Canada’s jobs blowout in January signals a possible need for another rate hike

By Steve Scherer and Ismail Shakil

OTTAWA (Reuters) – Canada’s economy beat expectations, adding 150,000 net jobs in January, data showed on Friday, and putting pressure on the Bank of Canada to take a “conditional pause” in rate hikes announced just last month to reconsider.

The unemployment rate remained steady at 5%, which is just one decimal place above the record low, Statistics Canada (Statscan) said. Analysts polled by Reuters had forecast January net gains of 15,000 and a rise in the unemployment rate to 5.1%.

Statscan revised net earnings for December down to 69,200 jobs from a previous 104k.

Tight labor markets were one of the main reasons why the central bank hiked interest rates to 4.5% on Jan. 25, the highest level in 15 years, according to the minutes outlining the decision released this week.

It then became the first major central bank to announce that it would hold back further hikes in order to let previous hikes sag.

“The Bank of Canada’s conditional pause on interest rates was likely done in part so policymakers didn’t feel the need to react to a single strong data push, no matter how strong,” said Andrew Grantham, senior economist at CIBC Capital Markets.

“However, that will not stop markets from reacting to today’s strong data by pricing in a greater likelihood of further rate hikes and pricing out rate cuts,” he said.

Ahead of the jobs numbers, markets had been betting that the Bank of Canada’s next move would be a rate cut. After the figures were released, money markets instead priced in a higher probability of a rate hike.

In announcing a rate pause, Gov. Tiff Macklem said it was “conditional” and didn’t rule out further hikes.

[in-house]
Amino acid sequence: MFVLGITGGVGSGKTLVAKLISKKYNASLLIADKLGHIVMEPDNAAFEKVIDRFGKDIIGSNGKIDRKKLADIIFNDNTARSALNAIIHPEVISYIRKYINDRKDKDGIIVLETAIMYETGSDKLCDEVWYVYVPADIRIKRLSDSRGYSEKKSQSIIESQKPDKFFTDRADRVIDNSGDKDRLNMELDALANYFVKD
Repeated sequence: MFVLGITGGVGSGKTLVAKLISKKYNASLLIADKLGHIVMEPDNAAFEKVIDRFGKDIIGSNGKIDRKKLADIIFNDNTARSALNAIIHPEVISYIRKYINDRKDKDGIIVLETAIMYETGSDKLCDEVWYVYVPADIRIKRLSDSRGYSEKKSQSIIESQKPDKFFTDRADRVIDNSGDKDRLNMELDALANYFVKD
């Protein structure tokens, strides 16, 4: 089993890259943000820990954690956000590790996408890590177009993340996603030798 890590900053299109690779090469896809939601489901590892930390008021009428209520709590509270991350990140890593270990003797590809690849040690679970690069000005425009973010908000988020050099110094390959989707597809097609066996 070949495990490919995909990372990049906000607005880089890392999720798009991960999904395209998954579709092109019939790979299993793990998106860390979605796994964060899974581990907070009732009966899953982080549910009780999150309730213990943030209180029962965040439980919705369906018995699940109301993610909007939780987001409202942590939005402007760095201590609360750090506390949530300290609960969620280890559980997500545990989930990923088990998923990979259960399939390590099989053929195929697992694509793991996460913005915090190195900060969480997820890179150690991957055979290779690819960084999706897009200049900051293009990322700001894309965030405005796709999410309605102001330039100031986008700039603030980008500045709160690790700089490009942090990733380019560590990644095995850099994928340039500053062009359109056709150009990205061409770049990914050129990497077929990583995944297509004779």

“I don’t necessarily think it’s going to be an ironclad extended hiatus. It’s a conditional pause and we just have to watch the data,” said Derek Holt, vice president of capital markets economics at Scotiabank, who now says an April rate hike is more likely.

The Canadian dollar rose 0.7% to 1.3355 per greenback, or 74.88 US cents, after the data.

The job gain in January, the fifth straight monthly increase, was primarily driven by the core 25-54 age group and was spread across multiple industries, according to Statscan.

“For the Bank of Canada, the strong report must make them at least a little nervous given their freshly minted pause,” said Royce Mendes, head of macro strategy at Desjardins Group, adding “the jobs data could prove to be just a loud noise, assuming inflation continues to ease.”

Annual inflation slowed to 6.3% in December from a peak of more than 8%. The central bank is targeting annual inflation of 2%.

The average hourly wage for permanent employees rose more slowly in January, rising 4.5% annually versus a 4.7% increase in December.

Employment in the goods sector increased by 25,400 net jobs, led by construction. The number of jobs in the service sector increased by a net 124,700, mainly in wholesale and retail trade and in the health care and social assistance sub-sectors.

(Reporting by Steve Scherer and Ismail Shakil; Additional reporting by Fergal Smith in Toronto and Dale Smith in Ottawa; Editing by Jason Neely, Kirsten Donovan, Arun Koyyur and Jonathan Oatis)


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